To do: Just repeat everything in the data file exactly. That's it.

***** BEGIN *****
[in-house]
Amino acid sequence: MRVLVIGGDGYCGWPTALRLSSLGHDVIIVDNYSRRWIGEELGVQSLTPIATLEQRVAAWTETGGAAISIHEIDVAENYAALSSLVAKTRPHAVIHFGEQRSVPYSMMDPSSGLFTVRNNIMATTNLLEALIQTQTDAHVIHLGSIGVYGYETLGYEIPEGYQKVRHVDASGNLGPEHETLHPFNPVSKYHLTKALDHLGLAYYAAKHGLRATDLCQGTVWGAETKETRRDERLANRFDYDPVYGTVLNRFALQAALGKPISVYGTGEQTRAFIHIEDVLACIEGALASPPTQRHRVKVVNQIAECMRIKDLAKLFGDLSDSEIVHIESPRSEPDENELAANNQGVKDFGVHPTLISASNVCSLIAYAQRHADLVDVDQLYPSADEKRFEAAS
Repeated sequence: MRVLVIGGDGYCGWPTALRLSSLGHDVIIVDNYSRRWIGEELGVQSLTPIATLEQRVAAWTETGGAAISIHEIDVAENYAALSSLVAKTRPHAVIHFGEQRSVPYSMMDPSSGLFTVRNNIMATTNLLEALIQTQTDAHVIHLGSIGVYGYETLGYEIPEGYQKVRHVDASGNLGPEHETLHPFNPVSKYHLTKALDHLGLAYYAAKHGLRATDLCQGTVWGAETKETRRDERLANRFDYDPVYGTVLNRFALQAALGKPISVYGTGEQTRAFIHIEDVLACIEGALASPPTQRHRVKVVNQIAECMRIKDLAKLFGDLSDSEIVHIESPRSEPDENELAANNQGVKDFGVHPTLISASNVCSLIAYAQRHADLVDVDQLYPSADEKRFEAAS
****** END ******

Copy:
[in-house]
Amino acid sequence: MRVLVIGGDGYCGWPTALRLSSLGHDVIIVDNYSRRWIGEELGVQSLTPIATLEQRVAAWTETGGAAISIHEIDVAENYAALSSLVAKTRPHAVIHFGEQRSVPYSMMDPSSGLFTVRNNIMATTNLLEALIQTQTDAHVIHLGSIGVYGYETLGYEIPEGYQKVRHVDASGNLGPEHETLHPFNPVSKYHLTKALDHLGLAYYAAKHGLRATDLCQGTVWGAETKETRRDERLANRFDYDPVYGTVLNRFALQAALGKPISVYGTGEQTRAFIHIEDVLACIEGALASPPTQRHRVKVVNQIAECMRIKDLAKLFGDLSDSEIVHIESPRSEPDENELAANNQGVKDFGVHPTLISASNVCSLIAYAQRHADLVDVDQLYPSADEKRFEAAS
Repeated sequence: MRVLVIGGDGYCGWPTALRLSSLGHDVIIVDNYSRRWIGEELGVQSLTPIATLEQRVAAWTETGGAAISIHEIDVAENYAALSSLVAKTRPHAVIHFGEQRSVPYSMMDPSSGLFTVRNNIMATTNLLEALIQTQTDAHVIHLGSIGVYGYETLGYEIPEGYQKVRHVDASGNLGPEHETLHPFNPVSKYHLTKALDHLGLAYYAAKHGLRATDLCQGTVWGAETKETRRDERLANRFDYDPVYGTVLNRFALQAALGKPISVYGTGEQTRAFIHIEDVLACIEGALASPPTQRHRVKVVNQIAECMRIKDLAKLFGDLSDSEIVHIESPRSEPDENELAANNQGVKDFGVHPTLISASNVCSLIAYAQRHADLVDVDQLYPSADEKRFEAAS